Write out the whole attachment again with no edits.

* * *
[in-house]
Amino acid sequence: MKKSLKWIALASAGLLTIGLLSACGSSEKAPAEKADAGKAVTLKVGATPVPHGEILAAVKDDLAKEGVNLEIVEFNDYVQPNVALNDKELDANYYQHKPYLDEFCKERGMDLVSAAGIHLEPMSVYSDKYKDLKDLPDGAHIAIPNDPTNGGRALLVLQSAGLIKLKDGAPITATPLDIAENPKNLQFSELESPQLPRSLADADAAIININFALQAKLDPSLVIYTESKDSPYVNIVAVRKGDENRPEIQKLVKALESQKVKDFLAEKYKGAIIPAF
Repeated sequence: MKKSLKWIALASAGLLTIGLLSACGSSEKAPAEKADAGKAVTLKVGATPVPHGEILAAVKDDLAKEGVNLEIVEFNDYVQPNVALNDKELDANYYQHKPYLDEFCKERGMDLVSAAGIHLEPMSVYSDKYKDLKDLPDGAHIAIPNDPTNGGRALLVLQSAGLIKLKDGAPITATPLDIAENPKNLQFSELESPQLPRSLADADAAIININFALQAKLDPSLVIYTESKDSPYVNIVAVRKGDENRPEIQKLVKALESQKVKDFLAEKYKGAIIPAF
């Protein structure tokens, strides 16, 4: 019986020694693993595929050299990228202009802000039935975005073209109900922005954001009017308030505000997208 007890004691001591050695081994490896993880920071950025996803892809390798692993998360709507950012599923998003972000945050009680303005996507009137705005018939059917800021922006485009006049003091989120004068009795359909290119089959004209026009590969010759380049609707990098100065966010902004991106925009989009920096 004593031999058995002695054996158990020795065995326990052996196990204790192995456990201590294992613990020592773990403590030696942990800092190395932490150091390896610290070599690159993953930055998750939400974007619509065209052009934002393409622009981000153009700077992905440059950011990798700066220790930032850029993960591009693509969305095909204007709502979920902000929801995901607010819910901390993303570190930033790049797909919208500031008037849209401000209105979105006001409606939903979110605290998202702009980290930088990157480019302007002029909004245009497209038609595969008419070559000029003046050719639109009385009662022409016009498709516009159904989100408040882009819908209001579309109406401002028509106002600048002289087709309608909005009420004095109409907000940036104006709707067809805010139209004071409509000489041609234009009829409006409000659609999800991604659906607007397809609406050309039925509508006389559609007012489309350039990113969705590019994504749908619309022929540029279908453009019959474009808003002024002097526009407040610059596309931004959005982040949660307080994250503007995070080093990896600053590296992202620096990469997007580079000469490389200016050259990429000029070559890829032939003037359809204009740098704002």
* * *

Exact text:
[in-house]
Amino acid sequence: MKKSLKWIALASAGLLTIGLLSACGSSEKAPAEKADAGKAVTLKVGATPVPHGEILAAVKDDLAKEGVNLEIVEFNDYVQPNVALNDKELDANYYQHKPYLDEFCKERGMDLVSAAGIHLEPMSVYSDKYKDLKDLPDGAHIAIPNDPTNGGRALLVLQSAGLIKLKDGAPITATPLDIAENPKNLQFSELESPQLPRSLADADAAIININFALQAKLDPSLVIYTESKDSPYVNIVAVRKGDENRPEIQKLVKALESQKVKDFLAEKYKGAIIPAF
Repeated sequence: MKKSLKWIALASAGLLTIGLLSACGSSEKAPAEKADAGKAVTLKVGATPVPHGEILAAVKDDLAKEGVNLEIVEFNDYVQPNVALNDKELDANYYQHKPYLDEFCKERGMDLVSAAGIHLEPMSVYSDKYKDLKDLPDGAHIAIPNDPTNGGRALLVLQSAGLIKLKDGAPITATPLDIAENPKNLQFSELESPQLPRSLADADAAIININFALQAKLDPSLVIYTESKDSPYVNIVAVRKGDENRPEIQKLVKALESQKVKDFLAEKYKGAIIPAF
């Protein structure tokens, strides 16, 4: 019986020694693993595929050299990228202009802000039935975005073209109900922005954001009017308030505000997208 007890004691001591050695081994490896993880920071950025996803892809390798692993998360709507950012599923998003972000945050009680303005996507009137705005018939059917800021922006485009006049003091989120004068009795359909290119089959004209026009590969010759380049609707990098100065966010902004991106925009989009920096 004593031999058995002695054996158990020795065995326990052996196990204790192995456990201590294992613990020592773990403590030696942990800092190395932490150091390896610290070599690159993953930055998750939400974007619509065209052009934002393409622009981000153009700077992905440059950011990798700066220790930032850029993960591009693509969305095909204007709502979920902000929801995901607010819910901390993303570190930033790049797909919208500031008037849209401000209105979105006001409606939903979110605290998202702009980290930088990157480019302007002029909004245009497209038609595969008419070559000029003046050719639109009385009662022409016009498709516009159904989100408040882009819908209001579309109406401002028509106002600048002289087709309608909005009420004095109409907000940036104006709707067809805010139209004071409509000489041609234009009829409006409000659609999800991604659906607007397809609406050309039925509508006389559609007012489309350039990113969705590019994504749908619309022929540029279908453009019959474009808003002024002097526009407040610059596309931004959005982040949660307080994250503007995070080093990896600053590296992202620096990469997007580079000469490389200016050259990429000029070559890829032939003037359809204009740098704002």